.comment-link {margin-left:.6em;}

Monday, December 06, 2021

One law for the Tories, another for us

As if it were not bad enough that Boris Johnson's government think they can willfully disregard rules imposed on the rest of us for reasons of public safety, it appears now that they also want to place themselves above the rule of law.

The Times reports that Downing Street is to begin a fresh war with judges over a plan to let ministers throw out any legal rulings they do not like, effectively curtailing the power of the courts to use judicial review to overrule decisions by ministers.br>
The paper says that The prime minister has ordered Dominic Raab, the justice secretary, to toughen plans to reform judges’ powers to rule on the legality of ministerial decisions:

An option drawn up by Raab and Suella Braverman, the attorney-general, that is liked by No 10 is for MPs to pass an annual “Interpretation Bill” to strike out findings from judicial reviews with which the government does not agree.

Whitehall sources argue that the bills would reinforce the constitutional principle that parliament is sovereign over the unelected judiciary. The move has provoked uproar within the legal establishment, and Johnson was accused of trying to use his Commons majority to halt legitimate challenges. One senior QC said that the prime minister was secretly seeking “a more compliant judiciary”.

The action on judicial review is the latest assault the government is planning on the legal framework. Raab disclosed another yesterday when he told Times Radio that he wanted to overhaul the Human Rights Act to “correct” the balance between freedom of speech and privacy. He was speaking after The Mail on Sunday lost its appeal in the privacy case brought by the Duchess of Sussex over the publication of a letter she had sent her father.

Pledging to prioritise free speech over privacy, Raab said: “I think the drift towards continental-style privacy laws, innovated in the courtroom, not by elected lawmakers in the House of Commons, is something that we can and should correct.”

Johnson’s allies say that he is unhappy with the Judicial Review and Courts Bill, going through parliament. The legislation stepped back from radical reforms once threatened by No 10 and focused instead on subtle remedies, such as suspended judgments to give ministers time to tackle problems.

It “doesn’t go far enough” for Johnson, one ally said, adding that the prime minister’s proposals had led him to clash openly in cabinet with Robert Buckland, who was sacked as justice secretary in September. It was claimed that this row was behind the surprise dismissal of the popular Buckland.

Johnson’s wish to curtail judicial review arises from two cases brought by the anti-Brexit activist Gina Miller, his allies say. In the first, in 2016, judges ruled that Theresa May, then prime minister, had been wrong to trigger Article 50 to leave the EU without a vote in parliament first. In the second, in 2019, the Supreme Court ruled that Johnson’s decision to prorogue parliament for five weeks had been unlawful.

Raab’s changes will come too late to be included in the Judicial Review and Courts Bill, which is already at report stage in the Commons. Sources close to Raab said that they would be included in legislation next year.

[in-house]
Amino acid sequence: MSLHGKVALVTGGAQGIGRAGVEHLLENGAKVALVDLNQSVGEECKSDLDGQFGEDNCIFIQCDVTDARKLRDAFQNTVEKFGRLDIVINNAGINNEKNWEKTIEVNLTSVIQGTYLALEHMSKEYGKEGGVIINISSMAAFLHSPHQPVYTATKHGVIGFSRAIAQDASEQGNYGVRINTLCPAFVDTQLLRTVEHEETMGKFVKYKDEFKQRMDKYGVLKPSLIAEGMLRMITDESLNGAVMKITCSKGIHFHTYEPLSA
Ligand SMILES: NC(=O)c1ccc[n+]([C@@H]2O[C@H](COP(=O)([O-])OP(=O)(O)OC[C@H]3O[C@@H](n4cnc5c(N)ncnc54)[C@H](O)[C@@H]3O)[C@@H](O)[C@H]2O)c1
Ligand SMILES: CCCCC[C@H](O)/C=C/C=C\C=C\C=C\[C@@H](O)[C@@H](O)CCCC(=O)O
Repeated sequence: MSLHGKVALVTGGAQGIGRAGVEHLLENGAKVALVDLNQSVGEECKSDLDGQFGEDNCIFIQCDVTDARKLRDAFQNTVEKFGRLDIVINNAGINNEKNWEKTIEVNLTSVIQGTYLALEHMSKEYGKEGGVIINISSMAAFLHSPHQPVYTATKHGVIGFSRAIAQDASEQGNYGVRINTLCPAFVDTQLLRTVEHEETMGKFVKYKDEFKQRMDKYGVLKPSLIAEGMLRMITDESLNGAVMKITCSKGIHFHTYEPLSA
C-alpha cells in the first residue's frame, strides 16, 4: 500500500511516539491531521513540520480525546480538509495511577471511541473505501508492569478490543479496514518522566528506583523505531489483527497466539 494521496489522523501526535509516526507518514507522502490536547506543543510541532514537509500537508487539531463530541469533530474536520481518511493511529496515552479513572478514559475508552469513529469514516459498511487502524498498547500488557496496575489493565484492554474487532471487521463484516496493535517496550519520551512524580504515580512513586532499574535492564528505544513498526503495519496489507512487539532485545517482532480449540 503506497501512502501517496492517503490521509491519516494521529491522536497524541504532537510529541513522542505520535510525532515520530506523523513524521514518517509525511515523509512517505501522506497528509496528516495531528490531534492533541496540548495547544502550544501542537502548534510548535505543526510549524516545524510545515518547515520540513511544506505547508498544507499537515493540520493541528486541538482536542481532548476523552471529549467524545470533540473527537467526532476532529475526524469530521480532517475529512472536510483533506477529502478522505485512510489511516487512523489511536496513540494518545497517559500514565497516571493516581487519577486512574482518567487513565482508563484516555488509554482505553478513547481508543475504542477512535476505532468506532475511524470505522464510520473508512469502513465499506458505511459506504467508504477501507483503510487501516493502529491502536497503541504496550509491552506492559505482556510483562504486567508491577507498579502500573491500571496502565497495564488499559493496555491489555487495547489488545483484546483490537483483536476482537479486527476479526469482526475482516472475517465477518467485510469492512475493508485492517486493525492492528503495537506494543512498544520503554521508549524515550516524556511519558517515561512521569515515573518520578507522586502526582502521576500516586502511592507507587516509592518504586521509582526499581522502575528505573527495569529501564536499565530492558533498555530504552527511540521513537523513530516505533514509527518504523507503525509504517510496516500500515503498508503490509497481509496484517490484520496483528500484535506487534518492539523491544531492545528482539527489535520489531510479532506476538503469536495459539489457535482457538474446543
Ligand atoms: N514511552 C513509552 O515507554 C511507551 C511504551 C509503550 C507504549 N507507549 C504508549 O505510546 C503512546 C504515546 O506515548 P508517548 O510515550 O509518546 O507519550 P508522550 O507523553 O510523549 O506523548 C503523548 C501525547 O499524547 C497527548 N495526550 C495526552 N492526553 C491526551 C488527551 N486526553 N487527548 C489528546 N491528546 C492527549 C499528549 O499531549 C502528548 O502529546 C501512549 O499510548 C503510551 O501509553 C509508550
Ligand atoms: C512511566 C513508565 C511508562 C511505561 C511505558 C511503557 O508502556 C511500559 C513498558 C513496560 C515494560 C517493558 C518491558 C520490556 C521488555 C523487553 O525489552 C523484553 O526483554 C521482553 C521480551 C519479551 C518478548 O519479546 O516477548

Braverman gave a significant hint about the measures in a speech last month to the Public Law Project Conference. “What we have seen is a huge increase in political litigation — that is to say, litigation seeking to use the court system, and judicial review, to achieve political ends,” she said. “If we keep asking judges to answer inherently political questions, we are ignoring the single most important decision-maker in our system: the British people.”

She also attacked the Supreme Court for its judgment on prorogation, saying that the case was “a stark warning of how far jurisprudence has moved”.

The plan for an Interpretation Bill was met with incredulity among lawyers. Edward Garnier QC, solicitor-general in David Cameron’s administration, said: “This government seems to forget that like all of us it, too, is subject to the law. And I should have thought that No 10 would have learnt the lesson of the prorogation battle, when the Supreme Court reminded the government that this is a country under the rule of law and not under a dictatorship.”

Garnier added: “If the prime minister does not like a lawful ruling of the court that has been a legitimate interpretation of statute passed by parliament, it is open to the government to attempt to change the law by an act of parliament. But it is not for some here-today- gone-tomorrow minister to change permanently existing statute law by ministerial fiat.”

David Gauke, a former lord chancellor and justice secretary, said: “If the government is contemplating getting parliament to retrospectively change the law as it has been interpreted by judges, then that would be an extremely worrying step and a departure from the rule of law and the traditions of this country.”

This attempt to bully the judiciary into becoming more compliant, is yet another step towards the Hungarian-style elected dictatorship, Johnson seems intent on creating.
Comments: Post a Comment

<< Home

This page is powered by Blogger. Isn't yours?